Here's a review of a graphic novel to kick things off. And let me just say--Whoa.
I've read Craig Thompson's critically-praised earlier works, and if I were to use one word to describe Goodbye, Chunky Rice it would be "bittersweet". Blankets would be "loss." If I were to use one word to describe Habibi it would be "epic."
Actually, I might throw "tragedy" in there, too.
in a fictional middle-eastern Islamic country, this story has
everything: child brides, slavery, prophetic visions, institutional
misogyny and racism, water as a symbol of environmentalism, a harem... A lot of bad stuff goes down, but the author is very careful to never judge the Muslim worldview by which everyone is governed.
to the scope of this book is the author's creative vision. Arabic
calligraphy, magic squares, and the intricate abstract illuminations
(necessary to the Muslim faith because representational art is
considered idolatry) are all absolutely integral to the story-- all
visual components, which move the narrative forward. The book itself is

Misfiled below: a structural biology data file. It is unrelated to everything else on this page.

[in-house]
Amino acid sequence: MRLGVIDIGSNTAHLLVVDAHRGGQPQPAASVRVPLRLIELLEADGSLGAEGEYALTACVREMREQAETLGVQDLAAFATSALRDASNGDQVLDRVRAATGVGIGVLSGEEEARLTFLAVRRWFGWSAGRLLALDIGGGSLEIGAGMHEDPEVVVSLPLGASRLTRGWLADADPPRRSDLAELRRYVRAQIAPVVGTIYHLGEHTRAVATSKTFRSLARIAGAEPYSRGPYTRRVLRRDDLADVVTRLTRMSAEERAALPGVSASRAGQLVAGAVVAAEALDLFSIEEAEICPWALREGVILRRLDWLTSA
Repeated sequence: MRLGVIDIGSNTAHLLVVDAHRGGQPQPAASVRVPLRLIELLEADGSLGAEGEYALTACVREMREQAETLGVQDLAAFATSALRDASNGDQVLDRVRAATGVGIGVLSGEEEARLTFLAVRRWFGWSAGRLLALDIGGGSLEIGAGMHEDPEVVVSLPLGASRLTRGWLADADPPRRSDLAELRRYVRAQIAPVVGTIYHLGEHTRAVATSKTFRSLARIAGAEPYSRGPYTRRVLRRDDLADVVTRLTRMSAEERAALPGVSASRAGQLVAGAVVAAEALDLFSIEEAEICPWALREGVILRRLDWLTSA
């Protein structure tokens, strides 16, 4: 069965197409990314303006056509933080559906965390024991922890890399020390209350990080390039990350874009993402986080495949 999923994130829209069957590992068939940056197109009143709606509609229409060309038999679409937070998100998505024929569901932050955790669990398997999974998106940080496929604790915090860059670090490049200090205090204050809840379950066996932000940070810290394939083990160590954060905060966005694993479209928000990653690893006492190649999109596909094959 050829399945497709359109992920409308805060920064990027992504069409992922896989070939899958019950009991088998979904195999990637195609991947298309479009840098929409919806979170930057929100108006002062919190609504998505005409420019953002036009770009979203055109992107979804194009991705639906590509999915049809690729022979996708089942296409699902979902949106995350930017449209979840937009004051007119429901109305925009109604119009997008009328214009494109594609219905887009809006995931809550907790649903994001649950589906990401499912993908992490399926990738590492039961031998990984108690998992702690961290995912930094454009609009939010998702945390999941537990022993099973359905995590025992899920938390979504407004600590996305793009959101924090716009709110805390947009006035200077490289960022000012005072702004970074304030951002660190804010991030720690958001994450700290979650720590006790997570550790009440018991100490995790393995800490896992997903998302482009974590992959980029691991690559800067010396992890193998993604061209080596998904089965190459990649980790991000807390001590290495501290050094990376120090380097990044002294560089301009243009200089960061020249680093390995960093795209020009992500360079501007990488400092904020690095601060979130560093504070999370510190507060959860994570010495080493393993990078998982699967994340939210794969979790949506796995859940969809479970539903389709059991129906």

665 pages with amazing art on every page. The author must have
learned Arabic to write this, and obvious immersed himself in the Koran
and Islamic tradition--nothing in the text gives away he grew up as a
church-going kid in rural Michigan.
In the end, these
broken characters have faith that water (and gnostic-like purity) will
be their deliverance, and their ultimate redemption will be through
loving Allah without the reward of heaven or the punishment of hell. As a
Christian, I have faith that not water, but blood will save, and that the shed blood is evidence that a mighty God went through hell to love ME.
a difference. This graphic novel is an amazing glimpse into an
altogether foreign worldview which makes me so thankful for my own.